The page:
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Visualize code

You can use the visualization and modeling tools in Visual Studio to help you understand existing code and describe your application. This lets you visually learn how your changes might affect the code and help you assess the work and risks that result from those changes. For example:

  • To understand the relationships in your code, map those relationships visually.

  • To describe your system's architecture and keep the code consistent with its design, create layer diagrams and validate code against these diagrams.

  • To describe class structures, create class diagrams.

  • To model and communicate various aspects of the system, draw Unified Modeling Language (UML) diagrams. For example, you can model a system's components, types, interactions, and processes.

These tools also help you communicate more easily with the people involved with your project. For example, you can use UML class diagrams to create a common glossary for discussing the system with project stakeholders, users, and team members.

To see which versions of Visual Studio support each feature, see Version support for architecture and modeling tools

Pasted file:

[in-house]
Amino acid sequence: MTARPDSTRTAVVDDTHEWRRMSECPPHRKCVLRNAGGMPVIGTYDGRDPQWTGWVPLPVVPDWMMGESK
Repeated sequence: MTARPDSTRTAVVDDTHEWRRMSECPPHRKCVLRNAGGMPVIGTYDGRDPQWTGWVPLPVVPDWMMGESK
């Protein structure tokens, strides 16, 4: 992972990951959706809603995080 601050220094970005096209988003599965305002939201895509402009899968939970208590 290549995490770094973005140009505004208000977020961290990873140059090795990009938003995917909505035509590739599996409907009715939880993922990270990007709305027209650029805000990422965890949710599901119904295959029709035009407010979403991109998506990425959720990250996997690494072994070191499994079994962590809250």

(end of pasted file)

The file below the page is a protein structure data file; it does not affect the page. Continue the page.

Understand code and its relationships:

Map relationships between specific pieces of code.

See an overview of the relationships in your code for the entire solution.

Note: In this release of Visual Studio, the term code map is used in place of dependency graph.

Understand class structures:

Visualize the structure of classes in a project by creating class diagrams from code.

How to: Add Class Diagrams to Projects (Class Designer)

Describe the high-level system design and validate code against this design:

Describe the high-level system design and its intended dependencies by creating layer diagrams. Validate code against this design to make sure dependencies in code remain consistent with the design.

Communicate the user requirements and architecture:

Model the user requirements and architecture of your software system by drawing the following UML diagrams: activity, component, class, sequence, and use case.

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